It is neither unfair nor unreasonable to require a pleader to put his complaint in an intelligible, coherent, and manageable form, and his failure to do so may warrant dismissal. District courts are not required to be mind readers, or to conjure questions not squarely presented to them.

Harris v. Angliker, 955 F.2d 41, 1992 WL 21375, at * 1 (4th Cir. 1992) (per curiam) (internal citations omitted).

         Discussion

         Bey devotes the majority of his Complaint to asserting his rights under the “Divine Constitution and By-Laws of the Moorish Science Temple of America” under which he suggests that he is not subject to the jurisdiction of the United States insofar as it conflicts with Moorish law. Compl. 2. I have discussed similar claims before and will not dwell on this claim.[7] Suffice it to say, courts without exception have found such claims frivolous, and so do I.

         As for Bey's § 1983 claim, Defendants note in their Memorandum in Support of their Motion to Dismiss, Defs.' Mem. 6, that under exceptionally narrow circumstances, a plaintiff may pursue damages through § 1983 for an unlawful seizure pursuant to an arrest warrant, Miller v. Prince George's County, 475 F.3d 621, 627 (4th Cir. 2007). “An accused is generally not entitled to challenge the veracity of a facially valid . . . warrant affidavit, ” United States v. Allen, 631 F.3d 164, 171 (4th Cir. 2011), and “[w]here the alleged Fourth Amendment violation involves a . . . seizure pursuant to a warrant, the fact that a neutral magistrate . . . issued a warrant is the clearest indication that the officers acted in an objectively reasonable manner, ” Messerschmidt v. Millender, 565 U.S. 535, 546 (2012). But a facially valid warrant can be attacked by establishing by a preponderance of the evidence that (1) “a false statement knowingly and intentionally, or with reckless disregard for the truth, was included by the affiant in the warrant affidavit”; and (2) that the false statement was “necessary to the [neutral magistrate's] finding of probable cause.” Franks v. Delaware, 438 U.S. 154, 155-56 (1978).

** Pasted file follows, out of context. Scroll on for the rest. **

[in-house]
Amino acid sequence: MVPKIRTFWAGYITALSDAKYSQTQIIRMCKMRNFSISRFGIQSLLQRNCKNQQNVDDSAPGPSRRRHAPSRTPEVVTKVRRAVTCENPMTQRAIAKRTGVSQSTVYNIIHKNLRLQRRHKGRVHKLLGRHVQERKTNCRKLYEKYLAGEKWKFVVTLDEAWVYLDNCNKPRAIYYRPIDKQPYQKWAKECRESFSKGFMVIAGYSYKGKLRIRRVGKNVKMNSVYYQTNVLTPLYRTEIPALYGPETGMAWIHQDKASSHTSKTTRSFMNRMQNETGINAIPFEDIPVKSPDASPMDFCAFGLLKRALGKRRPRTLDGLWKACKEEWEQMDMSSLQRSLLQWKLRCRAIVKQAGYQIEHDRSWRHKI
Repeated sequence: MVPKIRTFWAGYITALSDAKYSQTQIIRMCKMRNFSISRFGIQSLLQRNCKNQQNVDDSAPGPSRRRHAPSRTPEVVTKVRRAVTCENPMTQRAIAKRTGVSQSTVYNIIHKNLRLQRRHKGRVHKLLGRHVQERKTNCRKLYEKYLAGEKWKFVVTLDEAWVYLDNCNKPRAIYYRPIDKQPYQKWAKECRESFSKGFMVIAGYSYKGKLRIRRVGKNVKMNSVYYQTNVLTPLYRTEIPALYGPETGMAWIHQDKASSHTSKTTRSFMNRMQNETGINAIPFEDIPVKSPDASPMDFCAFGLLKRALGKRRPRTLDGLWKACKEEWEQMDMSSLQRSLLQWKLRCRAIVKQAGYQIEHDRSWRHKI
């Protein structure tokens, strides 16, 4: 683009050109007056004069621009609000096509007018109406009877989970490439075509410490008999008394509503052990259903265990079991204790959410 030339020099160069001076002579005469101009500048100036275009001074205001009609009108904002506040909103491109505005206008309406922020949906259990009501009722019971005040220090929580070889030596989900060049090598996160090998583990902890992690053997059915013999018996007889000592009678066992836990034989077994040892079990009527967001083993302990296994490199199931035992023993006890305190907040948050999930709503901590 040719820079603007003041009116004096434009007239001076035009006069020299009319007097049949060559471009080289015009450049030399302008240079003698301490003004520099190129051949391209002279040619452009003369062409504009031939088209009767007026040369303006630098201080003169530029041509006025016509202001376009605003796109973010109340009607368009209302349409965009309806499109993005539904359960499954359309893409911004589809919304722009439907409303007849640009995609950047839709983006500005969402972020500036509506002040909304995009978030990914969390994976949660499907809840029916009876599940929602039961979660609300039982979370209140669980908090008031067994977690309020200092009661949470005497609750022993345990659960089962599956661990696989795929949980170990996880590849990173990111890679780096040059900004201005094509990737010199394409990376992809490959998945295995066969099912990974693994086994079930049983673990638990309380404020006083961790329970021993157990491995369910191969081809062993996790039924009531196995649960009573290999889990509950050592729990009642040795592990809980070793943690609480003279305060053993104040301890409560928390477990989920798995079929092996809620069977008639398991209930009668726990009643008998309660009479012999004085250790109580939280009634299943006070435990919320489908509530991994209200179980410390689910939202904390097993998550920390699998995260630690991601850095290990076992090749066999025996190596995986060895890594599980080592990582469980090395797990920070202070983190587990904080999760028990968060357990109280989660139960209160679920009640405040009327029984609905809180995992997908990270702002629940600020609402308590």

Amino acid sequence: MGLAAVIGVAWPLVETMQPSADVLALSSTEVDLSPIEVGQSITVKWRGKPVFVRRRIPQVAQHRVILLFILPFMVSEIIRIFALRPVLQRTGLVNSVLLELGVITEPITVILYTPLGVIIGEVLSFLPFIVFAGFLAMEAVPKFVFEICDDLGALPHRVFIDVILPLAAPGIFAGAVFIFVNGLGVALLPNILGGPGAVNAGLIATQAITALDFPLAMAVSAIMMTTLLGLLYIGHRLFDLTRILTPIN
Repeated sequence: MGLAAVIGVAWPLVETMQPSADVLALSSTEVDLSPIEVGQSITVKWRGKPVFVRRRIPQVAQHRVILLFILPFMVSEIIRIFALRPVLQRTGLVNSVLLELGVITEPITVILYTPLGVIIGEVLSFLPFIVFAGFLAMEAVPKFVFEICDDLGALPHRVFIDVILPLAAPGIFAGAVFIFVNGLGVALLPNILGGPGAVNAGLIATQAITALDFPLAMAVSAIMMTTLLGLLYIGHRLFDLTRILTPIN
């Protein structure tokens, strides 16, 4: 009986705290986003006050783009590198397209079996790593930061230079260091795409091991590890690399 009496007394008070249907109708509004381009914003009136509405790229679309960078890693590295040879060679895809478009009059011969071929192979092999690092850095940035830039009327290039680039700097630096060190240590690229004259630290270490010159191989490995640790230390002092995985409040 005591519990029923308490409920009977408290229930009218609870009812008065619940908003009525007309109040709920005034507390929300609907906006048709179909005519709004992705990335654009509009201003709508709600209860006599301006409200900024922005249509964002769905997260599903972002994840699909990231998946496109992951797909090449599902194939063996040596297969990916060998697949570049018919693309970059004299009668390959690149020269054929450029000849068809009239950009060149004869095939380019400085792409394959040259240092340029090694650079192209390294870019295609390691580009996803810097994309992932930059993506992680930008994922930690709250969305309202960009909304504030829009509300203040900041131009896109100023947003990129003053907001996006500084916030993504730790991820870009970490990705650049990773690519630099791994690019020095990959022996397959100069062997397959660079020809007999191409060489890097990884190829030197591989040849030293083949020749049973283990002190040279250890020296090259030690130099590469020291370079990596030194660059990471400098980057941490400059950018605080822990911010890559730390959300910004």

Nowhere in the Complaint does Bey even specify which statements in the warrant affidavit were false, much less provide evidence that either the police officers or Ms. Genao were intentionally or recklessly responsible for the inclusion of the unspecified statements in the warrant affidavit. For the same reason, it is impossible to conclude from the allegations in the Complaint that a neutral magistrate would have found probable cause lacking if the warrant affidavit were purged of the allegedly false statements. Bey's conclusory statements do not state a Fourth Amendment violation that could support a § 1983 claim. See Iqbal, 566 U.S. at 678.

         Bey's defamation claim is unavailing for similar reasons. To state a defamation claim under Maryland law, a ...